“In my view, the breaches of firearm safety by these folks appeared to be very significant and certainly called for more than a letter being there," he said.

He said a more thorough pro­cess would have seen the matter referred to the military police.

The names of the soldiers weren’t released by the military, which cited their privacy rights.

Capt. Colette Brake, a spokes­woman for the unit, said in an email the soldiers received a warning, probation or counsel­ling, but she couldn’t elaborate.

Lt.-Col. Alex MacDonald, the unit’s deputy commander, said he believes the response has been adequate.

“Clearly as an institution we’re focused on safe weapons hand­ling practices. It’s our business, it’s what we do," he said.

“We take these incidents very seriously and we believe as an institution we’ve treated the situation with the . . . seriousness required and we’ve treated these Canadian Forces members fairly." He declined to give details on what happened in each of the incidents where weapons stan­dards weren’t met.

Asked if a remedial record is similar to a disciplinary letter a civilian might receive on their employment file, MacDonald replied: “I would liken it, yes, to the scale of things that one would do in the civilian world as well, as far as employment relation­ships are concerned, yeah."

Wilcox was sentenced to four years in jail after he was convict­ed for a second time last month.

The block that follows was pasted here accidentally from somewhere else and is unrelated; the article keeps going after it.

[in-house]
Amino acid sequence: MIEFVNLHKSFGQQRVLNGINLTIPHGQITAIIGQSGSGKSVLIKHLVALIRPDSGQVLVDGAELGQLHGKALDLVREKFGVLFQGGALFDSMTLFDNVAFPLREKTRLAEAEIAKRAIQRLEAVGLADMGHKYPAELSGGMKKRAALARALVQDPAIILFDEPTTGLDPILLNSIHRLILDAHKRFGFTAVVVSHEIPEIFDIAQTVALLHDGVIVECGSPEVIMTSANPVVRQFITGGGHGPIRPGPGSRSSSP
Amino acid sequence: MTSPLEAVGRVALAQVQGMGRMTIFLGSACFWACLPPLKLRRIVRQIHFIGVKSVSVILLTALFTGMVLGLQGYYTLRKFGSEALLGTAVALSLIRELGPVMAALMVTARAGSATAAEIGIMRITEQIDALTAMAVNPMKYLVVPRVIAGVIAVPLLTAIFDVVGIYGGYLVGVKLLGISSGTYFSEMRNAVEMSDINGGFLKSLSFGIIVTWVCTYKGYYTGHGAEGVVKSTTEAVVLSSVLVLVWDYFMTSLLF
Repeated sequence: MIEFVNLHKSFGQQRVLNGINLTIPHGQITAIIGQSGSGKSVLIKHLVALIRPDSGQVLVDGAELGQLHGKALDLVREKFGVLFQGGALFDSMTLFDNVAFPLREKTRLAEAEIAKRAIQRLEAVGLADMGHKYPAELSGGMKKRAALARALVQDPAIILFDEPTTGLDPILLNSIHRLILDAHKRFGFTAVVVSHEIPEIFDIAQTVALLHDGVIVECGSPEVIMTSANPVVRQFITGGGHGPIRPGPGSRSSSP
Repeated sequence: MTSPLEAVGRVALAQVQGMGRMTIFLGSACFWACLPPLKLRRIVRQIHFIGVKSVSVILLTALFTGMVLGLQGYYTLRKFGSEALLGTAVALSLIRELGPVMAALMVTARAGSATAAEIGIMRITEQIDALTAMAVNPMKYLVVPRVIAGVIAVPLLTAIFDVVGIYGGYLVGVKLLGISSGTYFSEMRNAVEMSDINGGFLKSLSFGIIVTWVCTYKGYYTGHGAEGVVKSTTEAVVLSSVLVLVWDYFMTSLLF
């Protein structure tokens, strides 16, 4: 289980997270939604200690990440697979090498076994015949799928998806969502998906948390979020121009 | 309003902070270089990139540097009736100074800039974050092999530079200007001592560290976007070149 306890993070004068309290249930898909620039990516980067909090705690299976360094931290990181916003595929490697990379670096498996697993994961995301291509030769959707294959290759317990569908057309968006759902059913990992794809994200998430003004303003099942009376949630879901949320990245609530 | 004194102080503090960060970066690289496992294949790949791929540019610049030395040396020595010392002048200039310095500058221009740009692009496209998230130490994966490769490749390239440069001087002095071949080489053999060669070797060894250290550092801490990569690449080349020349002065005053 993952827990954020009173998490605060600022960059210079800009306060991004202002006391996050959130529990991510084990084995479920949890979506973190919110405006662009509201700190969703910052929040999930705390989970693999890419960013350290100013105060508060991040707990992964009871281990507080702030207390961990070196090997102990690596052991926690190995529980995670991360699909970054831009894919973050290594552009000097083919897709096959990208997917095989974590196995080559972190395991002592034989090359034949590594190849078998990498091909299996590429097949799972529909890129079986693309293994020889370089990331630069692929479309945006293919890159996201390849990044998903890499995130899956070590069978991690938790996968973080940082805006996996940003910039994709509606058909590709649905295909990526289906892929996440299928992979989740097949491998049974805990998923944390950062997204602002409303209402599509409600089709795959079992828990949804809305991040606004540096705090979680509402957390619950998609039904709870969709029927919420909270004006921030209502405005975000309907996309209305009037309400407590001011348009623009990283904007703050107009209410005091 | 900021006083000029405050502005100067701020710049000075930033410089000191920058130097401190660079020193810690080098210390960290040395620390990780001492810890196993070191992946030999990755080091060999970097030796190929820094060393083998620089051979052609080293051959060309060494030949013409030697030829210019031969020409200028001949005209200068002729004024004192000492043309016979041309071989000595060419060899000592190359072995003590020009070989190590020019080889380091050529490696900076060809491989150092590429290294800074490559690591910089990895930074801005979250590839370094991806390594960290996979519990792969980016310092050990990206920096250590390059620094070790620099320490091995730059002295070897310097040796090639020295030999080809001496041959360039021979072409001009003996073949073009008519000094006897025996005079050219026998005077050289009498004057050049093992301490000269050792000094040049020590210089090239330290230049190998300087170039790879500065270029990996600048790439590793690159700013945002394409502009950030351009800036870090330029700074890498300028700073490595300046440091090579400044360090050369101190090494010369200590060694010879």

The new trial was ordered after the Court Martial Appeal Court ruled the military jury at the first court martial was formed impro­perly.

At both trials, prosecutors argued that Wilcox had been playing a game known as quick­draw and had neglected to unload his gun before entering his tent.

Defence lawyers argued there was a wider culture of firearms mishandling in the unit.

At the first trial, a video was introduced as evidence showing one of Wilcox’s superiors holding an unloaded 9-mm pistol to the head of another soldier and say­ing “click." Another video showed the soldier assembling a pistol and pointing it at the video­grapher.

Brake declined t

Michel Drapeau, a lawyer and retired military officer, said he believes the administrative penal­ties for the three soldiers are sufficient but the military’s se­nior leadership was let off too lightly.

“We’ve punished Wilcox and we’re punishing three . . . others, but the problem may still be existing," he said.

In sentencing Wilcox, the military judge at his second trial said the leadership of the Cana­dian military had to accept part of the blame for lax firearms safety at the Kandahar Airfield in Af­ghanistan.

Drapeau said the judge’s ad­monishment of the military’s leadership shouldn’t be forgotten.

Link: http://thechronicleherald.ca/novascotia/42900-lawyer-slams-penalties-weapons-infractions